Scientists from the University of Arkansas and Colorado State University are investigating the use of orange oil as an E. coli inhibitor on the chilled carcasses of cattle.

In a May 2012 Journal of Food Science article, researchers say that a 1% solution of cold pressed terpeneless Valencia orange oil at the chilling stage of the carcass could be an additional step to reduce pathogens.

Orange oil is already used in some livestock and household preparations for pest control. Commercial pesticide companies derive the oil from the orange through extraction, steam distillation or as a by-product of orange juice production. The orange oil poses no danger to humans, pets or livestock and therefore is attractive as a potential mitigator of E. coli and other pathogens.

The National Cattlemen’s Beef Association has been involved with scientists studying orange oil as a pathogen reducer since 2009.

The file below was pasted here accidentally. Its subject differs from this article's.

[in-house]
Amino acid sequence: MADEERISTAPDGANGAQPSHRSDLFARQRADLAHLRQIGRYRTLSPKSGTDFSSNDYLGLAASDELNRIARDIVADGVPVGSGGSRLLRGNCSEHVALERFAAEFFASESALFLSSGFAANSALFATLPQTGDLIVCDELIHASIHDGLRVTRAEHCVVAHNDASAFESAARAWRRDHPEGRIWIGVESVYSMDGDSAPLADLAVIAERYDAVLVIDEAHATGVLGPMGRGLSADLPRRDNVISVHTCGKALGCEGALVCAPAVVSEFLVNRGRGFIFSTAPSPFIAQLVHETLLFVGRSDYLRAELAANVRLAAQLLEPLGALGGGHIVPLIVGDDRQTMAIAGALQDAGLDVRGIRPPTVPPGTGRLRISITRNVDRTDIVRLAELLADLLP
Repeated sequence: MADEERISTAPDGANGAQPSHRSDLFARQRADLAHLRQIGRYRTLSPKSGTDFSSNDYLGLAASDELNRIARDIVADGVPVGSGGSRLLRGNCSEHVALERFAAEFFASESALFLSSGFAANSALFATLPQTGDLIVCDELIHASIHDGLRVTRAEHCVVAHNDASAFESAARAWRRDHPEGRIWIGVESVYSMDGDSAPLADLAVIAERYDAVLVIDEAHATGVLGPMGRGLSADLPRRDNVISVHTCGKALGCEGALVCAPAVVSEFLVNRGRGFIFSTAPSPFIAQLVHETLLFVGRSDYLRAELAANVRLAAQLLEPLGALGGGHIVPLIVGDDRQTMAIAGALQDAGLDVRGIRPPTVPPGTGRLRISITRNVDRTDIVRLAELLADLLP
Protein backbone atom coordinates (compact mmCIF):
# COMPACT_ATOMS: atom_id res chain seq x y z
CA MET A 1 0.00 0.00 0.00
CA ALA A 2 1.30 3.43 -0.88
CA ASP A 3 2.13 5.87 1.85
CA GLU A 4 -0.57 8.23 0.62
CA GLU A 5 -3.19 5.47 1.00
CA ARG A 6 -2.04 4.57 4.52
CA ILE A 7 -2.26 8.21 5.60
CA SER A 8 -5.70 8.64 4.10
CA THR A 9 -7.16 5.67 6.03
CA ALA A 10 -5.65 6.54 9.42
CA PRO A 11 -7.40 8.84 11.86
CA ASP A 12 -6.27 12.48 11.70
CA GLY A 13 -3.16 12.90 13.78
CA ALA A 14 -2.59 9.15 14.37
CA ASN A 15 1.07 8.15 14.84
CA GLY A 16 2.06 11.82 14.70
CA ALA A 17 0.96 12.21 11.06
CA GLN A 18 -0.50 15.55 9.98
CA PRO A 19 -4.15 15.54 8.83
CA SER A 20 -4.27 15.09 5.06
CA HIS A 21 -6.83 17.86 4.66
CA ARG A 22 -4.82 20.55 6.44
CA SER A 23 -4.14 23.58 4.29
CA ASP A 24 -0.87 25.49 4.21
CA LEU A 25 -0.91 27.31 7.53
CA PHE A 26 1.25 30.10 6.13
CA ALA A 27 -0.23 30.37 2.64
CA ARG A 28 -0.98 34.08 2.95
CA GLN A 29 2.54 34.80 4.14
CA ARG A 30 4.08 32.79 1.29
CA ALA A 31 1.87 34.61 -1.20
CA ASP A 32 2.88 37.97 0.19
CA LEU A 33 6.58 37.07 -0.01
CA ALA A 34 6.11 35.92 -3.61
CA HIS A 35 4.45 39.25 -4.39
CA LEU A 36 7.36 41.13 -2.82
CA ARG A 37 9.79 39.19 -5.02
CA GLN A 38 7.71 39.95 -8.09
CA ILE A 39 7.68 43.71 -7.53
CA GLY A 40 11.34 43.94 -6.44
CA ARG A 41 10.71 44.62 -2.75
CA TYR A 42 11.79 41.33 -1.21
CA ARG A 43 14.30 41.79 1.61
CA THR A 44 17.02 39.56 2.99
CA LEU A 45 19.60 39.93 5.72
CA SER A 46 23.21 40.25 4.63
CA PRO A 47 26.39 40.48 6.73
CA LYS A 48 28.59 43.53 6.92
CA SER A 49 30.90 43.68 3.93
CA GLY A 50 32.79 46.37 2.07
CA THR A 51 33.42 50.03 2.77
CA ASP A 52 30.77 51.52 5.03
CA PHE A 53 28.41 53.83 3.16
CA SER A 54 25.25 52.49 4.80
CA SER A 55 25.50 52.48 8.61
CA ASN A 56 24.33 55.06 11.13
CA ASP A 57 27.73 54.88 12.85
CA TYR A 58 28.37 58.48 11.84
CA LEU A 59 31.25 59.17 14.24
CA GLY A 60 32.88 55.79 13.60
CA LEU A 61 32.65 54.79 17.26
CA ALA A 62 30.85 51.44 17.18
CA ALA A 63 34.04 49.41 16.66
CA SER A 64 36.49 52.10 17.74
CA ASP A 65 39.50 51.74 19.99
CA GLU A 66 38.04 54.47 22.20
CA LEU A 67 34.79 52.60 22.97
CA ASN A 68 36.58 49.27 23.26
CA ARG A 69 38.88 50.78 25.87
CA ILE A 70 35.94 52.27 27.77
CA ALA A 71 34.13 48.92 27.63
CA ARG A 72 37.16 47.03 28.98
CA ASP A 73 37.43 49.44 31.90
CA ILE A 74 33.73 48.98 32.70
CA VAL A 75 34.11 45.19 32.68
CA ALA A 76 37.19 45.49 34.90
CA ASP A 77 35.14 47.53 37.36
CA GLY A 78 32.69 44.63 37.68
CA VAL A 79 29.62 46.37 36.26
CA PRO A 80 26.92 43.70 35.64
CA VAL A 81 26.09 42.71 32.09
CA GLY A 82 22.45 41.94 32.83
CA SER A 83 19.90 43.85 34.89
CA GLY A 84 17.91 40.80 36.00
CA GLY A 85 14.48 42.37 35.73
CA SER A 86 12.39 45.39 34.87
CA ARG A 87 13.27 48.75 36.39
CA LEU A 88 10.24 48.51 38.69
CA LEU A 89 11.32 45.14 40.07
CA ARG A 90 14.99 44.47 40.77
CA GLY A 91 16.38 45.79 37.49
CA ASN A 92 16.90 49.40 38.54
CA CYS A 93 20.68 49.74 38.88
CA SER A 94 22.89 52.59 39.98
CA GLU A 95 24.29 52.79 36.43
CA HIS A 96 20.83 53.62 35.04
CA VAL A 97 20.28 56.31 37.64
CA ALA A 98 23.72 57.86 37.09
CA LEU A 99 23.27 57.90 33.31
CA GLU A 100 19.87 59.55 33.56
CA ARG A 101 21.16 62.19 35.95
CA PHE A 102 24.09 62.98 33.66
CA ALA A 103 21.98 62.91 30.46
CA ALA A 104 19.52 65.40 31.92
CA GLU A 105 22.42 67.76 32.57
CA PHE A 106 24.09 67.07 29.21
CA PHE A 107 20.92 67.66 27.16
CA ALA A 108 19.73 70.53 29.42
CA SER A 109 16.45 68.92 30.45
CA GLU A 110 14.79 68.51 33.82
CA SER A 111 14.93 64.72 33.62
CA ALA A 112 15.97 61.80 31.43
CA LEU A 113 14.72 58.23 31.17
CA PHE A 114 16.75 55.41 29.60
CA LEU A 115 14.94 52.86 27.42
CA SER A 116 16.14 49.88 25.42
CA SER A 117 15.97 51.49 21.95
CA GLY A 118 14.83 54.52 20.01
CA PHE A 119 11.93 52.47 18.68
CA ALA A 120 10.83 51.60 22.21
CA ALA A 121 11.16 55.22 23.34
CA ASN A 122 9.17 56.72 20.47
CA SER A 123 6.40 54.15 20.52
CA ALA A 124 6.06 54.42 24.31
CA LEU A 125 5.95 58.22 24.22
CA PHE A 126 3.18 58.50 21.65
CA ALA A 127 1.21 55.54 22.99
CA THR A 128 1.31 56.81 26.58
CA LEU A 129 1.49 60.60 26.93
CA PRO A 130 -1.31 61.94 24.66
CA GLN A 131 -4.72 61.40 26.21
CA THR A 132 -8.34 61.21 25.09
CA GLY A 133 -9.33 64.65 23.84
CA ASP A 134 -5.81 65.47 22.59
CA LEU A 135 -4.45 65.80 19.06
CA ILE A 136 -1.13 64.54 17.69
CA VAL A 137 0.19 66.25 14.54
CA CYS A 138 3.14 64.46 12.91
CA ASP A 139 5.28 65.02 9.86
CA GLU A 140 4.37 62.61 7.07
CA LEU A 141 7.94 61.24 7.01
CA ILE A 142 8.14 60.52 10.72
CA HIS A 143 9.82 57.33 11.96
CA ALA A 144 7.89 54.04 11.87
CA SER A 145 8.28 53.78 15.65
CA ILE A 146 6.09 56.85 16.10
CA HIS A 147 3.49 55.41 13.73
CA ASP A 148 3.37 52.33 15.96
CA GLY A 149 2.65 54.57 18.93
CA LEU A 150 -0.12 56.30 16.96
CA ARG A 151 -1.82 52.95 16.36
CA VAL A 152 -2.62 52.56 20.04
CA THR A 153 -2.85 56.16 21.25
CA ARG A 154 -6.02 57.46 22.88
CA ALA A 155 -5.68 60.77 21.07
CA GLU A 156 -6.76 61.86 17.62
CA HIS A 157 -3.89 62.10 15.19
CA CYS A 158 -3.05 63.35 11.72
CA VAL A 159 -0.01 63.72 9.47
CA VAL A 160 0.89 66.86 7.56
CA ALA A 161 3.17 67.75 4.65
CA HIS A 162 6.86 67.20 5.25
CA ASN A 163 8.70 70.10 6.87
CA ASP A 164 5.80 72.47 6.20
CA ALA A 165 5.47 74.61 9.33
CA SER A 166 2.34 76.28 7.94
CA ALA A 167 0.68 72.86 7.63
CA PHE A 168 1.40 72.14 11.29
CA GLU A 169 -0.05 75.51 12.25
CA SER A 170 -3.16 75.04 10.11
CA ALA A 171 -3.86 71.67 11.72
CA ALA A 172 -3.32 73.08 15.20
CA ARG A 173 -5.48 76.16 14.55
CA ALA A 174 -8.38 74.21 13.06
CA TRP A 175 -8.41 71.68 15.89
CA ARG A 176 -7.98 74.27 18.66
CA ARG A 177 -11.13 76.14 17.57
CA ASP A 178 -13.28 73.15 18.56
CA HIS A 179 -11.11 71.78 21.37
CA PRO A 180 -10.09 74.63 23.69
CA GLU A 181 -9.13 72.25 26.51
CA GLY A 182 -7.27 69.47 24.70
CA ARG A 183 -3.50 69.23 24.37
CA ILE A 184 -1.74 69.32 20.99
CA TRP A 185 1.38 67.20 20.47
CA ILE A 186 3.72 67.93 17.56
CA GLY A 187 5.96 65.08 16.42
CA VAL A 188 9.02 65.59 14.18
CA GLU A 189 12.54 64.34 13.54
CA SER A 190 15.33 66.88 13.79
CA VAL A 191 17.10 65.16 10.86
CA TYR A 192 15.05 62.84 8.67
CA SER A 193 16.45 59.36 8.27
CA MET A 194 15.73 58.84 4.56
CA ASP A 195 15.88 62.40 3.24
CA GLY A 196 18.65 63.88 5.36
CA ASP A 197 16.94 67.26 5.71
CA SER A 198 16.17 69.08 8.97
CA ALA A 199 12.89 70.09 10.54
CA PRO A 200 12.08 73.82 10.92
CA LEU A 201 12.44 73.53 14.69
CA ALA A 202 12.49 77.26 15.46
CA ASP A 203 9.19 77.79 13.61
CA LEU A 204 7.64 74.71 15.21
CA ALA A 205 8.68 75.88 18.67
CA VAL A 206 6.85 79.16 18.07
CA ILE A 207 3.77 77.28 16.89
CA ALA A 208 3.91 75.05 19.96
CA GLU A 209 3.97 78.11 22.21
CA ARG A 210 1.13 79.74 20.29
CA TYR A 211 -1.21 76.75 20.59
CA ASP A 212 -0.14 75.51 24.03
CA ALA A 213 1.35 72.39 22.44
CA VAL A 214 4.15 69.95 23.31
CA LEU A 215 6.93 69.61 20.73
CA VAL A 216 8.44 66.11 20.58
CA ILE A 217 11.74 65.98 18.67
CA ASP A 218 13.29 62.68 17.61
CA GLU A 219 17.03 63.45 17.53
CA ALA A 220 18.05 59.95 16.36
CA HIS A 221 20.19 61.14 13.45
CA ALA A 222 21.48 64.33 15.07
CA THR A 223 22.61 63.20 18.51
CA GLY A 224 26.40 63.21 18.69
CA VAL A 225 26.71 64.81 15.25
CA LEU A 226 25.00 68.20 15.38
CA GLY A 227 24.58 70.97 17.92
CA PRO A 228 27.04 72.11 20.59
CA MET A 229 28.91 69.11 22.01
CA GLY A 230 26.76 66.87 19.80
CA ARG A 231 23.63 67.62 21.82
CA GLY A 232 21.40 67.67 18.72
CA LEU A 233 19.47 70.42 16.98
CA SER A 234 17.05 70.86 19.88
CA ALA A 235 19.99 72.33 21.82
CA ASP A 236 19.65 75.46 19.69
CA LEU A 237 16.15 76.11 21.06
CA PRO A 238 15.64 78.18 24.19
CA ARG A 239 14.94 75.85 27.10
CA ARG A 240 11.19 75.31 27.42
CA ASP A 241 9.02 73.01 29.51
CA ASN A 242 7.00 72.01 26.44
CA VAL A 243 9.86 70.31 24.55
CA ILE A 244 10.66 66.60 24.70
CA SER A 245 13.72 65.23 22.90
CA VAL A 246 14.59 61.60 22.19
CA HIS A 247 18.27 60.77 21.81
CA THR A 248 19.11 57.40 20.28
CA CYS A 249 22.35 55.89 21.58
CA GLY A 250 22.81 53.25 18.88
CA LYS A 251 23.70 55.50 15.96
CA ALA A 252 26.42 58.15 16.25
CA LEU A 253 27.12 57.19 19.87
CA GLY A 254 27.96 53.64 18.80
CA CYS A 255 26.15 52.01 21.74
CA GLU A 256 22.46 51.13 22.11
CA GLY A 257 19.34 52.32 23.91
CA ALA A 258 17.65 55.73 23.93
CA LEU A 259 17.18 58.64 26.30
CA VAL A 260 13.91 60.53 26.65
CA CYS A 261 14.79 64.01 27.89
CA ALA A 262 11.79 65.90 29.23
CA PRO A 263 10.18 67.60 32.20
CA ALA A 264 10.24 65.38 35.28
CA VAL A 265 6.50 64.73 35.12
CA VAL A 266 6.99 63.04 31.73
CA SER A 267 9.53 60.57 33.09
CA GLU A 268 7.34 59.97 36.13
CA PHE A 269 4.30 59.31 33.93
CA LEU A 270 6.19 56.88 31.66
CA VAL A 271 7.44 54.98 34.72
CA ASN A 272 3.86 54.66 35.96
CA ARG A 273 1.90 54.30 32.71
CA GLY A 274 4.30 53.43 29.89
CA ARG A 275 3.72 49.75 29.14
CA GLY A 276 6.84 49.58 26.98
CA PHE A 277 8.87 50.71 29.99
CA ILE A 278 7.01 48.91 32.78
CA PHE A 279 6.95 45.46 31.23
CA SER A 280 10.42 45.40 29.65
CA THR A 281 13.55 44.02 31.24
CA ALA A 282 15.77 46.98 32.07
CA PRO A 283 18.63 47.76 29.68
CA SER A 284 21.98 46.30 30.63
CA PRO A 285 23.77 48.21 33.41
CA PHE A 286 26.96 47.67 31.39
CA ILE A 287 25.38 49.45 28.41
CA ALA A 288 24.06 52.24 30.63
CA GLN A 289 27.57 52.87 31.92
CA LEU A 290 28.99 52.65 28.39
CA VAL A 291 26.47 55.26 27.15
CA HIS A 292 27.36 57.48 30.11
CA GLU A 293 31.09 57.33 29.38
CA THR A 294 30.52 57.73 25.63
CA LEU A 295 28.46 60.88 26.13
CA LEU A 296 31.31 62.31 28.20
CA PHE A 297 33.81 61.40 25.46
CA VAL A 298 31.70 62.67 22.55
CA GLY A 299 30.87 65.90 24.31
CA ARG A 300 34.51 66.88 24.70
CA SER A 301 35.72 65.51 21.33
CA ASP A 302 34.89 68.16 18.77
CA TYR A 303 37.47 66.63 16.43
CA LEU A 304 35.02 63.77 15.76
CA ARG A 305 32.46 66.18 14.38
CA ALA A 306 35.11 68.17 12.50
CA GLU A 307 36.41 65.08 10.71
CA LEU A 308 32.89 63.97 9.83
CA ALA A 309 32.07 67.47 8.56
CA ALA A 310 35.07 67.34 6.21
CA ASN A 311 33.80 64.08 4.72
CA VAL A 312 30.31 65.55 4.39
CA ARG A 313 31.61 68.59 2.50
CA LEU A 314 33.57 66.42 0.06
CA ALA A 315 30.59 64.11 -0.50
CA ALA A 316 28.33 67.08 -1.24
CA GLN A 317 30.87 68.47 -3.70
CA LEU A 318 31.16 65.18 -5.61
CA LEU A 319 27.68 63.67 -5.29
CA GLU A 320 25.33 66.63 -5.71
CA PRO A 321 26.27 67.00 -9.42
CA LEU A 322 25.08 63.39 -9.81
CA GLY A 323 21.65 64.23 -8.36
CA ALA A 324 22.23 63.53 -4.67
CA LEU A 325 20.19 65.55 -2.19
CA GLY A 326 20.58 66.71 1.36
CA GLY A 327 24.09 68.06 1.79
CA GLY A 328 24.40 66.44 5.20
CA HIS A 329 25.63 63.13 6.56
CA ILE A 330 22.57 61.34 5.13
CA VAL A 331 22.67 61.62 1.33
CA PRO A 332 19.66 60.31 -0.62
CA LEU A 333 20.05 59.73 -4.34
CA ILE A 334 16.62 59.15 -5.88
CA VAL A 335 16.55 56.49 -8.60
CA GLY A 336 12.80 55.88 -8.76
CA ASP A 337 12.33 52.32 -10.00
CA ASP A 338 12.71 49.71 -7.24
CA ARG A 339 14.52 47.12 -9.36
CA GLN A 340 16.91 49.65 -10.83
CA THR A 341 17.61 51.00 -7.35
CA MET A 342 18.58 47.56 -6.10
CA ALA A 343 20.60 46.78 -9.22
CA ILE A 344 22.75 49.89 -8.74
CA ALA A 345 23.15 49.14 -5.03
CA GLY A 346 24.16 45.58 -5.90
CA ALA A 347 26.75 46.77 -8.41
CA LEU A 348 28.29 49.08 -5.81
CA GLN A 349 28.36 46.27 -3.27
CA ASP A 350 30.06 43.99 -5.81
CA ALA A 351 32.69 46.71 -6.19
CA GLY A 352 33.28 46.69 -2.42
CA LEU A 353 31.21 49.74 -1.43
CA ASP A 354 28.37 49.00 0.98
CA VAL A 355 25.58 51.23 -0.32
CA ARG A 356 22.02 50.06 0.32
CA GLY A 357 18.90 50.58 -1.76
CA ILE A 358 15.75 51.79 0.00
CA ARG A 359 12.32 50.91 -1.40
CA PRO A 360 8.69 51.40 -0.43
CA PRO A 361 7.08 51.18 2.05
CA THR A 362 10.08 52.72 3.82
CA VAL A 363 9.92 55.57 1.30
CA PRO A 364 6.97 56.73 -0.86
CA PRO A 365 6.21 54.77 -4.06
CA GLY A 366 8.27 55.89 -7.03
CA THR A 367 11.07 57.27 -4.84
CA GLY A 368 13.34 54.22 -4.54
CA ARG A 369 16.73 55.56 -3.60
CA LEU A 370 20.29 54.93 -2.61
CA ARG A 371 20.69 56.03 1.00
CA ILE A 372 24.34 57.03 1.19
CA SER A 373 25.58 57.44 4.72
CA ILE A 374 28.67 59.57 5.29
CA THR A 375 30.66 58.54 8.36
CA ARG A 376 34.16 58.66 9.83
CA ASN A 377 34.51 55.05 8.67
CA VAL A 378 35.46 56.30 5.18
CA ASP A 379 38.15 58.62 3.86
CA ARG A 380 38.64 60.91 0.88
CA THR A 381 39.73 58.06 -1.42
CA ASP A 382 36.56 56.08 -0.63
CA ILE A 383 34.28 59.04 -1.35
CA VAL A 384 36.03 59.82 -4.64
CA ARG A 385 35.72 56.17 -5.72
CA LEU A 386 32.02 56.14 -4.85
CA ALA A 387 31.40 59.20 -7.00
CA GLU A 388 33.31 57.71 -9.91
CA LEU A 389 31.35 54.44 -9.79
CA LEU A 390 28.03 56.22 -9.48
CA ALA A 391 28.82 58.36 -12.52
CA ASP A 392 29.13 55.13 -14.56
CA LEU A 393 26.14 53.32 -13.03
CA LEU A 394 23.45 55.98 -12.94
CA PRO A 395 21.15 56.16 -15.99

Citrus pulp as a feed
Not only may orange oil be effective applied to the chilled carcass, but a USDA-Agricultural Research Services report says they may beneficial in the feed of live animals as well. It says citrus essential oils have been part of the human diet for hundreds of years, and their effects on bacterial growth and survival are well studied. Citrus oils have been known to kill Staphylococcus aureus, Pseudomonas, Salmonella, and Escherichia coli. 

The ARS study describes feeding orange pulp to cattle to reduce enteric pathogens. It says initial laboratory results published in 2005 indicated that citrus products included in ruminant rations decreased pregastric gut and lower-gut populations of E. coli O157:H7 and a variant of S. enterica, S. Typhimurium, without causing a significant change in fermentation end products.